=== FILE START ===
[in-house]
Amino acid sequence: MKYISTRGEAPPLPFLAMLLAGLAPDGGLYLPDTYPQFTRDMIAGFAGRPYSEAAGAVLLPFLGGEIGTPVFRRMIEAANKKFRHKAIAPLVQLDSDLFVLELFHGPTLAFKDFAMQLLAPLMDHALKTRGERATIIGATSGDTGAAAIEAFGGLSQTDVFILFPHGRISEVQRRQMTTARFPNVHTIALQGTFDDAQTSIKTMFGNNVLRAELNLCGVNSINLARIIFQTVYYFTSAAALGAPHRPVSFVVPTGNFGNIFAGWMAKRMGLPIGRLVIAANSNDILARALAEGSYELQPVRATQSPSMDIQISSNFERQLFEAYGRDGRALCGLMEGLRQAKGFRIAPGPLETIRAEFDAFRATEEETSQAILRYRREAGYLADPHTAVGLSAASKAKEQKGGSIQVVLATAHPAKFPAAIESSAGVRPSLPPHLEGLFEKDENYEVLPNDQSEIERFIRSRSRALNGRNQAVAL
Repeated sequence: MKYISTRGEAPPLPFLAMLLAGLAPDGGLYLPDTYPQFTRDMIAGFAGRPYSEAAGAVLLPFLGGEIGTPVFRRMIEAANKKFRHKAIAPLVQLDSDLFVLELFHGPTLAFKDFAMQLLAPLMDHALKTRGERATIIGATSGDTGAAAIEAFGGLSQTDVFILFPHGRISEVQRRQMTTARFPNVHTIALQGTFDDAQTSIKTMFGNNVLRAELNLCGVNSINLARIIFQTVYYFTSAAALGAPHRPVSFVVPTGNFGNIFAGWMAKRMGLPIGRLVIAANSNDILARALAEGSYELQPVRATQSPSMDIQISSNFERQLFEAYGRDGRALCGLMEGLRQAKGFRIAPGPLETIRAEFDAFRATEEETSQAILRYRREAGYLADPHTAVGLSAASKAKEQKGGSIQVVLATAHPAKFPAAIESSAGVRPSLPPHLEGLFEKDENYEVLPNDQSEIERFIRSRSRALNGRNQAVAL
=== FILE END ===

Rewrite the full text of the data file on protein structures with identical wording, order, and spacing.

[in-house]
Amino acid sequence: MKYISTRGEAPPLPFLAMLLAGLAPDGGLYLPDTYPQFTRDMIAGFAGRPYSEAAGAVLLPFLGGEIGTPVFRRMIEAANKKFRHKAIAPLVQLDSDLFVLELFHGPTLAFKDFAMQLLAPLMDHALKTRGERATIIGATSGDTGAAAIEAFGGLSQTDVFILFPHGRISEVQRRQMTTARFPNVHTIALQGTFDDAQTSIKTMFGNNVLRAELNLCGVNSINLARIIFQTVYYFTSAAALGAPHRPVSFVVPTGNFGNIFAGWMAKRMGLPIGRLVIAANSNDILARALAEGSYELQPVRATQSPSMDIQISSNFERQLFEAYGRDGRALCGLMEGLRQAKGFRIAPGPLETIRAEFDAFRATEEETSQAILRYRREAGYLADPHTAVGLSAASKAKEQKGGSIQVVLATAHPAKFPAAIESSAGVRPSLPPHLEGLFEKDENYEVLPNDQSEIERFIRSRSRALNGRNQAVAL
Repeated sequence: MKYISTRGEAPPLPFLAMLLAGLAPDGGLYLPDTYPQFTRDMIAGFAGRPYSEAAGAVLLPFLGGEIGTPVFRRMIEAANKKFRHKAIAPLVQLDSDLFVLELFHGPTLAFKDFAMQLLAPLMDHALKTRGERATIIGATSGDTGAAAIEAFGGLSQTDVFILFPHGRISEVQRRQMTTARFPNVHTIALQGTFDDAQTSIKTMFGNNVLRAELNLCGVNSINLARIIFQTVYYFTSAAALGAPHRPVSFVVPTGNFGNIFAGWMAKRMGLPIGRLVIAANSNDILARALAEGSYELQPVRATQSPSMDIQISSNFERQLFEAYGRDGRALCGLMEGLRQAKGFRIAPGPLETIRAEFDAFRATEEETSQAILRYRREAGYLADPHTAVGLSAASKAKEQKGGSIQVVLATAHPAKFPAAIESSAGVRPSLPPHLEGLFEKDENYEVLPNDQSEIERFIRSRSRALNGRNQAVAL